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Is it unethical to call the animals in our lives ‘Pets’?

If you’ve been watching a lot of TV lately (and let’s face it, who isn’t?), you may have caught an interview a few months back on Good Morning Britain where a spokesperson from the animal rights group PETA (People for the Ethical Treatment of Animals) argued that we should be encouraged to move away from the use of the word ‘pet’ to refer to companion animals (dogs, cats, etc.) and use kinder terms: “A lot of people at home who have dogs and cats refer to them as pets and they refer to themselves as owners, and this implies that the animals are a possession.” Terms such as ‘companion’, ‘guardian’ and ‘human carer’ are suggested as more friendly alternatives.

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Taking the stress out of a visit to the vets: what helps for cats?

At the time of writing this, the UK (and many countries) are still in ‘lockdown’ as a result of the COVID-19 pandemic limiting access to veterinary services to emergency and urgent cases. Many cats may secretly (or perhaps even openly!) be appreciative of this since for them, a visit to a vet clinic is often a highly stressful and unpleasant experience. Cats are ‘control freaks’ – they like to feel in control of their environment and once this is taken away (eg being placed in a cat carrier), this can cause a great degree of stress. It’s not only stressful for the cats though – a number of surveys have also indicated that a visit to a vet clinic is also very stressful for the cats’ owners. 

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Anaesthetic-Free Dentals are safe and effective – Fact or Myth?

Anaesthesia-free dentistry involves restraining an animal to remove tartar from the surface of their teeth. This may be done manually with instruments or using an ultrasonic scaler. It’s often offered as a cheaper or easier alternative to professional dentistry under anaesthesia. But it doesn’t prevent or treat dental disease, can cause significant pain and distress to the animal and is often carried out by people not trained in dentistry.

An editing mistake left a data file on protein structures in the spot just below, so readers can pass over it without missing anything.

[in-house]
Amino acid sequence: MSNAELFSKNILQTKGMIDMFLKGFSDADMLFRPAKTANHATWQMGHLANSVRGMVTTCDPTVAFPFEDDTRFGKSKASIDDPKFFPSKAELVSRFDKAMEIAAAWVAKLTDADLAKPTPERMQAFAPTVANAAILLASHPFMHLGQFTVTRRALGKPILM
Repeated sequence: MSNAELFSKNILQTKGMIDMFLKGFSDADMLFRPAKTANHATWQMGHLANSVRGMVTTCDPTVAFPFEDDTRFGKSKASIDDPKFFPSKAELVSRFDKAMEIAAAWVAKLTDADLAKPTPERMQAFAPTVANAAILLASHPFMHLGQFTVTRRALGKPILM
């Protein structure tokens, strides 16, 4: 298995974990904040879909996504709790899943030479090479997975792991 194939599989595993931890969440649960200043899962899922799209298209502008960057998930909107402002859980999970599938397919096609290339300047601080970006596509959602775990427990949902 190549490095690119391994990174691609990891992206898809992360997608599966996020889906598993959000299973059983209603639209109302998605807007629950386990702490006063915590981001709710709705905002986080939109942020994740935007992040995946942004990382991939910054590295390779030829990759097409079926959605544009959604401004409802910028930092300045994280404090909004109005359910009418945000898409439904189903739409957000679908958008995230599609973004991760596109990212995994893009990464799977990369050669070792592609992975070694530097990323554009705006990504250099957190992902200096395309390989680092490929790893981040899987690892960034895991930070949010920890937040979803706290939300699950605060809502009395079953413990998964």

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Caring for ill cats during lockdown: how owners can help vets to make the right treatment decisions

Following ‘lockdown’ measures introduced by the UK government in March 2020, access to veterinary services has been limited due to social distancing requirements needed to tackle the COVID-19 pandemic. This has understandably caused some concerns for both veterinary professionals and pet owners. They may now need to rely on ‘remote consultations’ by phone or video to obtain veterinary advice and some services. Whilst not ideal, there is a lot of valuable information that can be relayed by phone or video. This can greatly assist veterinary professionals in making the correct diagnosis ‘over the phone’. The following tips are also presented in a 30 minute webinar: Nursing sick cats at home which can be accessed from this site: https://www.youtube.com/watch?v=hSH5eTYAtYo&feature=emb_logo 

This article is biased towards cats as these are the only species the author deals with but the same principles can be applied to all pets under veterinary care.

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Covid 19 – what can medicine learn from vets’ experience?

As the pandemic rumbles on, with more and more people being infected day by day, our colleagues in human medicine are frantically searching for effective treatments, controls, and (hopefully!) a vaccine. The front-line health workers are also trying to maintain healthcare standards in very difficult circumstances - and good luck to them! Unfortunately, with the exception of the brief spikes of activity around SARS and MERS, coronaviruses haven’t really been on the human medical profession’s radar. 

For those of us in the veterinary profession, though, coronaviruses are a routine part of our work, in both the companion animal and farm animal sectors. Over the years we’ve picked up a lot of experience in dealing with them. I’ve written about One Health before - and this is a classic example of a situation where we all need to learn from each other!

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New study reveals 5 breeds of dog most at risk of elbow disease

Recently the results were published from one of the largest studies into elbow disease. Cases were taken from a pool of nearly half a million dogs in first opinion practice in the UK over a one-year period. 

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